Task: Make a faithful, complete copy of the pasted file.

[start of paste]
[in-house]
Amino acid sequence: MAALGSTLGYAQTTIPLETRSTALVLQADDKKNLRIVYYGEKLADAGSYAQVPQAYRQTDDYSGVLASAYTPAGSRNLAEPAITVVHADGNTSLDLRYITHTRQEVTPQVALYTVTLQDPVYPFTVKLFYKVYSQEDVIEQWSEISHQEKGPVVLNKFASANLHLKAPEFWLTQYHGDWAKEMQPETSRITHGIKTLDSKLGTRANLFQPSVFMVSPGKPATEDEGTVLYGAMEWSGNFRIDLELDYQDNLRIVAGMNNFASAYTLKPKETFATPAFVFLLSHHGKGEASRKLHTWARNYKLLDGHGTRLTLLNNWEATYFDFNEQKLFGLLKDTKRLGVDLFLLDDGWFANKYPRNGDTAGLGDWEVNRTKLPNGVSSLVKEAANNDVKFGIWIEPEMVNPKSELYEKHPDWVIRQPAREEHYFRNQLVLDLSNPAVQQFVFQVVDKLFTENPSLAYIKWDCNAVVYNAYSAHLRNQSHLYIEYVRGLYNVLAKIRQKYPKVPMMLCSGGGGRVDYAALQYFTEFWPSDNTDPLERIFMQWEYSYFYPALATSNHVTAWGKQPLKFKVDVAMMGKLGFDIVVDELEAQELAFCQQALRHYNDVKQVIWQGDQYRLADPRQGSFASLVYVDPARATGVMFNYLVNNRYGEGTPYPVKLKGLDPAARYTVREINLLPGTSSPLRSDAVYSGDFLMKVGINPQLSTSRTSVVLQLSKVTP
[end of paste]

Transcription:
[in-house]
Amino acid sequence: MAALGSTLGYAQTTIPLETRSTALVLQADDKKNLRIVYYGEKLADAGSYAQVPQAYRQTDDYSGVLASAYTPAGSRNLAEPAITVVHADGNTSLDLRYITHTRQEVTPQVALYTVTLQDPVYPFTVKLFYKVYSQEDVIEQWSEISHQEKGPVVLNKFASANLHLKAPEFWLTQYHGDWAKEMQPETSRITHGIKTLDSKLGTRANLFQPSVFMVSPGKPATEDEGTVLYGAMEWSGNFRIDLELDYQDNLRIVAGMNNFASAYTLKPKETFATPAFVFLLSHHGKGEASRKLHTWARNYKLLDGHGTRLTLLNNWEATYFDFNEQKLFGLLKDTKRLGVDLFLLDDGWFANKYPRNGDTAGLGDWEVNRTKLPNGVSSLVKEAANNDVKFGIWIEPEMVNPKSELYEKHPDWVIRQPAREEHYFRNQLVLDLSNPAVQQFVFQVVDKLFTENPSLAYIKWDCNAVVYNAYSAHLRNQSHLYIEYVRGLYNVLAKIRQKYPKVPMMLCSGGGGRVDYAALQYFTEFWPSDNTDPLERIFMQWEYSYFYPALATSNHVTAWGKQPLKFKVDVAMMGKLGFDIVVDELEAQELAFCQQALRHYNDVKQVIWQGDQYRLADPRQGSFASLVYVDPARATGVMFNYLVNNRYGEGTPYPVKLKGLDPAARYTVREINLLPGTSSPLRSDAVYSGDFLMKVGINPQLSTSRTSVVLQLSKVTP